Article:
Tuesday, February 5, 2013


I'd like to be optimistic about the prospects for the future of the human race. (I think believing that the human race has a future of more than a hundred years or so, that we will not kill ourselves off by then nor will we be obliterated by, say, a comet, or an unexpected plague or something completely unforeseen, is optimistic.) I don't think that people can predict the future as accurately as many people have claimed that they could. A good meteorologist can predict the weather for a given location a few days ahead with 80% accuracy or so. Farther out than that, things become decidedly murky, except for the long-term probability that the weather will get much, much, much worse unless people change their behavior very radically. And the latter: how radically people's behavior will change, and how soon -- that I don't think anyone can predict. The factors involved are far too complex. I choose optimism because it's more fun, and also because it gives me more energy than pessimism, energy which I can expend on constructive behavior which makes my optimism a self-fulfilling prophecy to a certain extent. And I think optimism just feels better. Any statement about what any creature other than oneself, human or otherwise, actually thinks or feels, is ultimately guesswork, but let me engage in some guessing: let's look at the case of that arch-pessimist Arthur Schopenhauer.He had so many advantages: he grew up wealthy in Weimar. As a young man had Goethe,for crying out loud, as a mentor, but he broke off that relationship for no good reason at all, and told himself that he had good reason, that the break was inevitable, that it was his only honorable choice; he sabotaged what might have been a brilliant career as a professor, putting who knows how big a dent in the nonsense spread by his bête noire Hegel --a self-sabotage plain to see to anyone today, with our advantage of Freudhaving pointed out to the world in the meantime a few elementary things about how the human mind works; he never married, he had no known grand passionate flings, he always expected the worst of people and was seldom disappointed; he wrote many very wise things (and some stupid things), he's very much worth reading, but the thought of being someone remotely like him must send great chills of No-thank-you-PLEASE! down the spine of anyone paying attention.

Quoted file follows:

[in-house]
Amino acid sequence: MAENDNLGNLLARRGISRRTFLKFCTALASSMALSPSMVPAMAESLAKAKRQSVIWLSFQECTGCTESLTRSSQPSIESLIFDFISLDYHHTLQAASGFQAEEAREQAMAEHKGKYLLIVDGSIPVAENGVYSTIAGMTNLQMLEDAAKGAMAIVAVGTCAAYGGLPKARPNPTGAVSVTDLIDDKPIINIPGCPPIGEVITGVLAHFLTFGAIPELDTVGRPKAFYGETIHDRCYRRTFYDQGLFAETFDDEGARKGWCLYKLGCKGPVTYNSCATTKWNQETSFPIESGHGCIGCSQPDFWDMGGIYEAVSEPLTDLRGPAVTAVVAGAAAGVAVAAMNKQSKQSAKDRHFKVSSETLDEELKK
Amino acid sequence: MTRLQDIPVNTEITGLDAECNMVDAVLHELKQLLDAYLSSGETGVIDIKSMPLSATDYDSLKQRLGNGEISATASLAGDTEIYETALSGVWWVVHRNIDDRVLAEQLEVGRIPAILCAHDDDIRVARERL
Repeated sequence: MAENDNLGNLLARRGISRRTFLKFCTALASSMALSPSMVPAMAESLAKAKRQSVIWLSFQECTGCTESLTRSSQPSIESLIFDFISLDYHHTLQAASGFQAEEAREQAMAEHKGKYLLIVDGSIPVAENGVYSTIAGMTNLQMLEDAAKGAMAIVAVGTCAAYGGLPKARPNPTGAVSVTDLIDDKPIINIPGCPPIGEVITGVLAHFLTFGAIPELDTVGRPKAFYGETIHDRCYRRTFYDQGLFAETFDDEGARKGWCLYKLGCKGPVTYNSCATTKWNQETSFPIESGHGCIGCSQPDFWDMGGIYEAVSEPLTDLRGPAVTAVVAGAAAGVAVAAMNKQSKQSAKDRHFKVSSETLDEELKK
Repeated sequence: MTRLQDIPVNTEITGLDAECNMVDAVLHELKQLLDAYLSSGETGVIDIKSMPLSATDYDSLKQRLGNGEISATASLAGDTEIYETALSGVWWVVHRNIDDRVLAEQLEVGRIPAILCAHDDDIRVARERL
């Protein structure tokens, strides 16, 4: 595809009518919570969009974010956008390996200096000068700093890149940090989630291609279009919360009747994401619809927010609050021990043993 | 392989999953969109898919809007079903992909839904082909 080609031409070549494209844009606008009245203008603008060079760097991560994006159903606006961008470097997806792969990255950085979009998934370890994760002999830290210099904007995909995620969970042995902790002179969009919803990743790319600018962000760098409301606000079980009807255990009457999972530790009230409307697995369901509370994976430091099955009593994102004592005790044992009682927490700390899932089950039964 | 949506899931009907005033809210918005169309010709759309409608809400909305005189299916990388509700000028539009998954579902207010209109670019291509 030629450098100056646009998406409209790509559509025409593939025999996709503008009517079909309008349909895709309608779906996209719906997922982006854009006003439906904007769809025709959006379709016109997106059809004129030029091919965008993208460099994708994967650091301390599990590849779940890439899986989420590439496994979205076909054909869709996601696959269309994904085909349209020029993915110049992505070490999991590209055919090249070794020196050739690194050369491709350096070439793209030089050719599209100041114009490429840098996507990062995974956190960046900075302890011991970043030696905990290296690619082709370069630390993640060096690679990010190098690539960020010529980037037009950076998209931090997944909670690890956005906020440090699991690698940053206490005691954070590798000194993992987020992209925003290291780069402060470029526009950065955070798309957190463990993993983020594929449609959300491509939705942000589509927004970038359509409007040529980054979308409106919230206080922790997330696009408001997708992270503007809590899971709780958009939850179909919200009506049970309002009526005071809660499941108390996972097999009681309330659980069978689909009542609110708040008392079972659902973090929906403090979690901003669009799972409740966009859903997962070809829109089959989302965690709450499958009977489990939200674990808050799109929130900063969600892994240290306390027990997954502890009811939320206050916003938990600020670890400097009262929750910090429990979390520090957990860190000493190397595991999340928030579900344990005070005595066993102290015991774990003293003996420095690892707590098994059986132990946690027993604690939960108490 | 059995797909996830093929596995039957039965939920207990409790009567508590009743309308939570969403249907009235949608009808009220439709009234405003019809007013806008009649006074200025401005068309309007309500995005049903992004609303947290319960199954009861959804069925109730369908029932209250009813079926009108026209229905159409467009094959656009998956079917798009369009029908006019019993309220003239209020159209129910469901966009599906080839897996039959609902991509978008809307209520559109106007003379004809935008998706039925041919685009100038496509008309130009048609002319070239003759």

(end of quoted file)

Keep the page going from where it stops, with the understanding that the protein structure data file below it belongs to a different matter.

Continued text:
Nietzsche,on the other hand, had such horrible health problems that few could have blamed him for being very gloomy, but instead he chose to think and write like a Superman bursting with every kind of health, and showed his readers a way toward greater passion and greater joy. Seems to me like it was fun to be him.

And so I choose to believe that we have a chance to change our behavior so radically that the weather will once again become less extreme, and there will no longer be wars started by shortages of drinkable water, and that high finance will change to something more humane and constructive than deliberate thievery and fraud -- that in general we have a chance to become smarter, and nicer to one another, and to thrive.

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